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SHOT 2015—Beretta M9A3

Side view of the flat dark earth Cerakote finished Beretta M9A3 9mm pistol

Last month, Beretta caused quite the stir when it announced its improved M9 9mm semiautomatic handgun made specifically to bid for the U.S. Army’s sidearm—the M9A3. It was the first time many of us in the industry saw and was able to shoot the Beretta M9A3 for the first time at Media Day at the Range.

Though the Army rejected the new Beretta M9A3, shooters will appreciate the improvements to the classic design. The enhancements make the pistol modular and more comfortable to grip. It has a better trigger, as well.

Built on the Vertec thin grip frame with a reduced grip circumference, the Beretta M9A3 comes with a wraparound backstrap for those with larger hands or for those who prefer a fuller grip. The 5-inch barrel is threaded for a suppressor and the sights are tritium night sights with a removable front dovetail sight. The Picatinny accessory rail has three slots. There is an oversized magazine release for easy and quick reloads when wearing gloves and an over-center safety lever.

The Beretta M9A3 switches from a G model to an F model and obviously finished in flat dark earth Cerakote. It has a host of safety features—a decocking safety lever, automatic firing pin block, loaded chamber indicator and an external hammer with half-cock notch. One of the best improvements to the M9A3 is the 17-round sand-resistant magazine. Beretta says its M9A3 should start shipping in about three months as soon as it solidifies all the different models and configurations.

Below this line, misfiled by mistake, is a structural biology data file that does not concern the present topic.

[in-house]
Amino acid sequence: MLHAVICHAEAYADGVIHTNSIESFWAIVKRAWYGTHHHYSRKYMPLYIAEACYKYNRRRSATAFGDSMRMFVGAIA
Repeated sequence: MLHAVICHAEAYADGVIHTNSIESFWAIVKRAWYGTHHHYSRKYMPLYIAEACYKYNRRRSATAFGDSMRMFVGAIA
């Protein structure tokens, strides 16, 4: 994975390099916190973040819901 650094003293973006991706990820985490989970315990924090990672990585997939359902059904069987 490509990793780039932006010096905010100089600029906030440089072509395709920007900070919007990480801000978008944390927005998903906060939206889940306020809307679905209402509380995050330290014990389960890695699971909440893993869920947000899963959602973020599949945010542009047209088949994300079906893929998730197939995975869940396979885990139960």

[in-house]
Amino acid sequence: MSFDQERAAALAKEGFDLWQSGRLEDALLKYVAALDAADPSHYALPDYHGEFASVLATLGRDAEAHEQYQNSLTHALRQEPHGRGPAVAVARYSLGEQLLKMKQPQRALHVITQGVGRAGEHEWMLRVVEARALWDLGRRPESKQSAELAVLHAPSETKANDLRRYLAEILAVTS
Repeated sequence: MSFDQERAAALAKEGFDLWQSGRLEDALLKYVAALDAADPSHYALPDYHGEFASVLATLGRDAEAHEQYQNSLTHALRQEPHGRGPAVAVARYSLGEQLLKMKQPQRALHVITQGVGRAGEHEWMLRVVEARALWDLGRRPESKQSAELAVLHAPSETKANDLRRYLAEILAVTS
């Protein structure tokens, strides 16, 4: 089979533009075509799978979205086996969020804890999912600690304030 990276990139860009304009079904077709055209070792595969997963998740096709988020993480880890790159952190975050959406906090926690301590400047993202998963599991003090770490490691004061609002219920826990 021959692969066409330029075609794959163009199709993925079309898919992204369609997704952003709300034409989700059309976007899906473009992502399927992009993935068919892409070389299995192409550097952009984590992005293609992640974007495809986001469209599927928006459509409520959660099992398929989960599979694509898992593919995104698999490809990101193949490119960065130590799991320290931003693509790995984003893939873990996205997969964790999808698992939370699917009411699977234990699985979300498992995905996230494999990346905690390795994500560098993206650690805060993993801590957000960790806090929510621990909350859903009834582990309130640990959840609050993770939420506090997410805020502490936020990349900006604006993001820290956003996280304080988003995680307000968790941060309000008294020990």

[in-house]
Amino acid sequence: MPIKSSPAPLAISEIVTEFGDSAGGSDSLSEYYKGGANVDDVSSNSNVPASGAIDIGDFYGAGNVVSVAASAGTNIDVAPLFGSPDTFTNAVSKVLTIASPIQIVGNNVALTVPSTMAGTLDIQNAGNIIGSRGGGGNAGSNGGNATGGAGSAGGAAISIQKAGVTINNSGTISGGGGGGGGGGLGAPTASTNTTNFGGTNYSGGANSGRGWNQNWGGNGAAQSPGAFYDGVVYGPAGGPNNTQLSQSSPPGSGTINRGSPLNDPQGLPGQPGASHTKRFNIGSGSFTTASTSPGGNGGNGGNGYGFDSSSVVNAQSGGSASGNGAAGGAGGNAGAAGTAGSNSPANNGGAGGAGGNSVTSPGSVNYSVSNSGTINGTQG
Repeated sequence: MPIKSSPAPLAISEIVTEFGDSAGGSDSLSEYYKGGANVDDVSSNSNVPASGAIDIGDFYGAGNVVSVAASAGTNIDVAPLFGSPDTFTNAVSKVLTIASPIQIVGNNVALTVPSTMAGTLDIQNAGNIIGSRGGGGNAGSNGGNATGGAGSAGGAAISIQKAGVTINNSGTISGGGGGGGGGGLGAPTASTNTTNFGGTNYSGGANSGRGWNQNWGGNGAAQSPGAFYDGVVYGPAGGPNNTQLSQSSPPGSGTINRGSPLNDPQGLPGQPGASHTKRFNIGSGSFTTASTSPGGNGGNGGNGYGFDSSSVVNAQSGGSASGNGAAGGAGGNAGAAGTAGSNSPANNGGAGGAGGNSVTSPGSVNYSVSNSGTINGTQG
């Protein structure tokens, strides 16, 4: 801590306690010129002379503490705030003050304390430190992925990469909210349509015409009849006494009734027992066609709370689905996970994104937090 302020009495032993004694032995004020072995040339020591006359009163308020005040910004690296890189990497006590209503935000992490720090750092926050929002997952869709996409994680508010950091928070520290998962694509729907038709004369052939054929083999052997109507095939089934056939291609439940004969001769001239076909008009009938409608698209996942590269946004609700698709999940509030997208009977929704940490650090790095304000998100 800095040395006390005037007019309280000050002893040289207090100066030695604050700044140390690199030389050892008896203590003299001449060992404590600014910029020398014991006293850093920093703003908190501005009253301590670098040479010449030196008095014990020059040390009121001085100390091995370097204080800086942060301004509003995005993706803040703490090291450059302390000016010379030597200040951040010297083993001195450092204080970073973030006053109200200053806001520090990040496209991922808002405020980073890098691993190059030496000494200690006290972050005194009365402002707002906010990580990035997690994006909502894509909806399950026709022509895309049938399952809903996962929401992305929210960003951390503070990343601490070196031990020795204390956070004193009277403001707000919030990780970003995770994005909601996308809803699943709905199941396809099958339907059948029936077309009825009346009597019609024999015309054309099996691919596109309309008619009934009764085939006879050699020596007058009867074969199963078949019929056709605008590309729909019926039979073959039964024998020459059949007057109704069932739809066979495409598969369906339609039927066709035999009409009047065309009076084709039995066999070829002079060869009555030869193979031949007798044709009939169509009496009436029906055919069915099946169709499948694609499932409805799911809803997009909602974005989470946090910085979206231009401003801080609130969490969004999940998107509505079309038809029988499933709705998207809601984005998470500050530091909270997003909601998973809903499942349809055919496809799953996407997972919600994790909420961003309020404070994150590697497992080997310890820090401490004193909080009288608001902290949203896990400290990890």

Beretta M9A3
Action Semiautomatic
Barrel Length 5.1 inches
Caliber 9mm
Overall Height 5.4 inches
Overall Length 8.7 inches
Overall Width 1.5 inches
Weight Unloaded 33.3 ounces
Sights Blade dovetail front, notched bar rear tritium night sights
Grip Vertec grip frame
Capacity 17 rounds

What do you think about the Beretta M9A3? Tell us in the comment section.

To learn more about the Beretta M9, read these articles

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Comments (16)